Amazon's Alexa, dark mode, captions, Google image search – what do all these things have in common?
They are all forms of digital accessibility! Moreover, they are used on an everyday basis by the general public, disability or not.
Who Benefits from Digital Accessibility?
As I've learned more about universal design, I've realized how prevalent digital accessibility is in today's era! It's eye-opening to see how many people benefit from accessible web practices.
Disability does not discriminate. Consequently, the population of people with disabilities experiences a rainbow of different challenges, strengths, perspectives, and preferences. It's important to learn how they use your website so that you can improve it as much as possible.
Accessibility Reaches Beyond the Disability Community
A friendly reminder: Accessibility benefits everyone, regardless of disability. Lots of people who aren't in the official "disability" category still need digital accessibility. Remember these groups when designing your site or app!
Users with limited or low vision
For most of my childhood, I didn't have proper assistive technology, despite being legally blind. Many people are currently in the same situation. With accessible websites, this is not as big of a problem!
There's also a considerable population that has low vision but doesn't meet the classifications of legal blindness or visual impairment. They may need digital features like high-contrast text and the ability to zoom in on content.
Users with cognitive limitations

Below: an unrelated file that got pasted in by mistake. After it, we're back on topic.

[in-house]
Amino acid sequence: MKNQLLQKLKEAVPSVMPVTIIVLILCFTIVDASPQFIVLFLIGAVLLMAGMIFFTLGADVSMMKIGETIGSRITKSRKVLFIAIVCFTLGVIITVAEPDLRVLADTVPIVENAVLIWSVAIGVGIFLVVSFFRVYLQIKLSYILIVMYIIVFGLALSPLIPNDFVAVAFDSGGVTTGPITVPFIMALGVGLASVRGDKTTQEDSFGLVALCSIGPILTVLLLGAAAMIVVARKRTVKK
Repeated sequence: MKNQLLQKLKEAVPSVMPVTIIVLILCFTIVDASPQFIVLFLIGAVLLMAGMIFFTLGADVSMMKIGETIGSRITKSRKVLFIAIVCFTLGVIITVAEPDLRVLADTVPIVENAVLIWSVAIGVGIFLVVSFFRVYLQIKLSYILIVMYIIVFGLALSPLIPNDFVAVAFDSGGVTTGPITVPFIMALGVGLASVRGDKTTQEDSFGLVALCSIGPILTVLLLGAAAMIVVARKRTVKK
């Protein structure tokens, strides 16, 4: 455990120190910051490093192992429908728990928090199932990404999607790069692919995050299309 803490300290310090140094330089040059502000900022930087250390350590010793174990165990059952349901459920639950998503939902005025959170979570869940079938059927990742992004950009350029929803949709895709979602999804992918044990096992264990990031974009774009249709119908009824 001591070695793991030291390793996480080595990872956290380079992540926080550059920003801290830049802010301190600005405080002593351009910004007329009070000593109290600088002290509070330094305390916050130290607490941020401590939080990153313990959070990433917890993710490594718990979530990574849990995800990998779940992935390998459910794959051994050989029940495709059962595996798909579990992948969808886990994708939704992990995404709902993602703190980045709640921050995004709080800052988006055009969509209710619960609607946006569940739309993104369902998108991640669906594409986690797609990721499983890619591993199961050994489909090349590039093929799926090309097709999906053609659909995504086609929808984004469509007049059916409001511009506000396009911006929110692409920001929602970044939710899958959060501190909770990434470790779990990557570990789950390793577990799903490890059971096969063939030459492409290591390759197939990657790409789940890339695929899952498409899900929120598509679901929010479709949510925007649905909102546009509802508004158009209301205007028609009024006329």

Cognitive limitations often go undiagnosed or aren't prevalent enough to be considered a full-on disability. For example, I have friends who struggle with things like word decoding and focusing. They manage their symptoms on their own without outside help.
Whatever the case may be, folks with cognitive difficulties will welcome any useful accessibility elements on a site. Things like bulleted lists and accessibility-friendly fonts can aid with focus.
Did you know that over 67.3 million U.S. residents use a language other than English at home? For someone who isn't fluent or uses a different primary language, there are ways to better welcome them to your site.
Increasing a website's readability is important. For example, it's best to provide these individuals with more time to read text on auto-rotating slideshows. Do this by allowing users to pause a slideshow.
P.S. - The tactic mentioned above of allowing a user to pause a slideshow also helps people like me with visual impairments! If I don't have enough time to see the details of an image, it's empowering to be able to pause the media.
The aging population
The elderly are more prone to increasing physical and cognitive challenges. Though they aren't typically considered "disabled," older individuals may need video captions, larger font size, and easy online navigation.
Users with temporary disabilities
Temporary disabilities could range from someone with a severe concussion to someone recovering from a stroke. For these periods, someone may not be able to use their mouse and rely solely on their keyboard.
Help Your Customers Through Digital Accessibility
If you take into account all the groups listed above, you'll see the overwhelming amount of people who engage with digital accessibility.
Testing your website with users from these communities is an imperative step in your digital accessibility journey. You can learn more on how to do this with our resources on user testing.
Hungry for more accessibility insight? Learn how to keep accessibility at the forefront of your digital operations. Check out our e-book, Web Accessibility: Your Roadmap to Building Inclusive Digital Experiences.